Everyone stores fat differently. Some people might tuck it under their chin whereas others might collect it on their arse. This is because research published in the European Journal of Clinical Investigation found that fat cells - known as adipocytes - behave differently depending on where they're found on the body. For instance fat cells in the, "Abdominal region are metabolically much more active than those in the femoral (thigh) region."

If lots of women in your family have big bellies (rather than big hips or big butts), your DNA may be stacked against you. "About 50 to 60% of belly fat and weight gain is based on genetics," says Murphy. "You can't really change genes. But what you can do is modify their expression." Simply put, genetics may predispose a woman to gain weight in her midsection—but diet and exercise can influence how much weight stays on, and where.
If you ever need to treat a hangover, you’ve just stumbled on the right beverage for getting the job done. Coconut water is intensely hydrating, and it possesses an uncanny ability to mitigate come-downs from alcohol. It eases digestion and flushes harmful chemicals. A small navel orange pushes protective measures into the digestive systems, and blueberries banish all internal poisons while energizing the mind. With 4 sprigs of lush lavender, this drink is sultry and aromatic. This cunning combination can treat headaches and stomach aches alike. As an added bonus, the entire detox recipe is vegan and free of gluten.
Wheatgrass has a high concentration of iron, magnesium, calcium, amino acids, vitamins C, A and E, B12, B6 and chlorophyll. These vitamins and minerals provide many therapeutic benefits. Consuming wheatgrass can rid the digestive system of harmful bacteria and cleanse the body of toxins. It also cleanses the colon and can help in the treatment of joint pain, ulcerative colitis, skin infections and can even prevent diabetes. No wonder it is regarded as a superfood!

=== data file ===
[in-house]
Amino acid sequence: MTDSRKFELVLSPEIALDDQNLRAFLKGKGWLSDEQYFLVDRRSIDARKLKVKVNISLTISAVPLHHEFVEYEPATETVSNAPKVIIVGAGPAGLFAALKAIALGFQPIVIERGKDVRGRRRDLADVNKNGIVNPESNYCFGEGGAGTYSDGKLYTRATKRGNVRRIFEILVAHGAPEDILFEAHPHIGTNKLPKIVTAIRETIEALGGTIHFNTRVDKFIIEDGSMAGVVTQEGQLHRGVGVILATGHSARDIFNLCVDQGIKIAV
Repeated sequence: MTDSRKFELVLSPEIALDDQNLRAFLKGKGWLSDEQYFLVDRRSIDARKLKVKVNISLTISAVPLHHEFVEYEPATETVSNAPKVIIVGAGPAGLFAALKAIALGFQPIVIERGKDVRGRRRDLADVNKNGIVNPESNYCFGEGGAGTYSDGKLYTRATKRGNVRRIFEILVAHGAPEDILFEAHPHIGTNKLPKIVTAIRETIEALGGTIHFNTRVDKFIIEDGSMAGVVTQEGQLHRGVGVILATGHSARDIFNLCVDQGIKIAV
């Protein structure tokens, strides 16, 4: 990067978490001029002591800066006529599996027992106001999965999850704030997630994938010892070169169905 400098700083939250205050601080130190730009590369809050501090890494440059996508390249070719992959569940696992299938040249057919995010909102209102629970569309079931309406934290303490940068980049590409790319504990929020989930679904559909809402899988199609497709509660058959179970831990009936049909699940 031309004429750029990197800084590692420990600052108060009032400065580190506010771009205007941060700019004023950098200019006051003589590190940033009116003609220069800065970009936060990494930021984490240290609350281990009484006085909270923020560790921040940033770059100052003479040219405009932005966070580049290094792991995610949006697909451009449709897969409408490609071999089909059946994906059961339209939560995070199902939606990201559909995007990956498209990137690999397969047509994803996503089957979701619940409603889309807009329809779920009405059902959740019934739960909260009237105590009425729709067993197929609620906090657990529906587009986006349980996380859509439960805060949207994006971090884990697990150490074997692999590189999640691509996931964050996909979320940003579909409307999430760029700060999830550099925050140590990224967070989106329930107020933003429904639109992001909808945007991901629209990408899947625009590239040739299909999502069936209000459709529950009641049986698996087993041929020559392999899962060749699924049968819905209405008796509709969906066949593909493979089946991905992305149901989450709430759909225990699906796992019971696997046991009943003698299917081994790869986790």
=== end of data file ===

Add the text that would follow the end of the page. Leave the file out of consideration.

If antioxidants are the good guys of gut health, trans fats are the supervillains. These sneaky fats actively contribute to your wobbly waist – not just by adding new fat, but by moving fat from other areas of your body to your belly. During a six-year study at Wake Forest University, monkeys that were fed an 8 per cent trans fat diet had 33 per cent more belly fat than monkeys that were fed an 8 per cent monounsaturated fat diet.
Does the body type theory work in these cases? Well, knowing that you’re a pear or an apple is useful for identifying those exercises that can help you achieve a more proportionate appearance, but focusing more on the upper body or on the legs might not be effective in reducing the belly fat. So today we’ll talk about the Belly type theory, launched by chiropractor Eric Berg, author of a book called The 7 Principles of Fat Burning.
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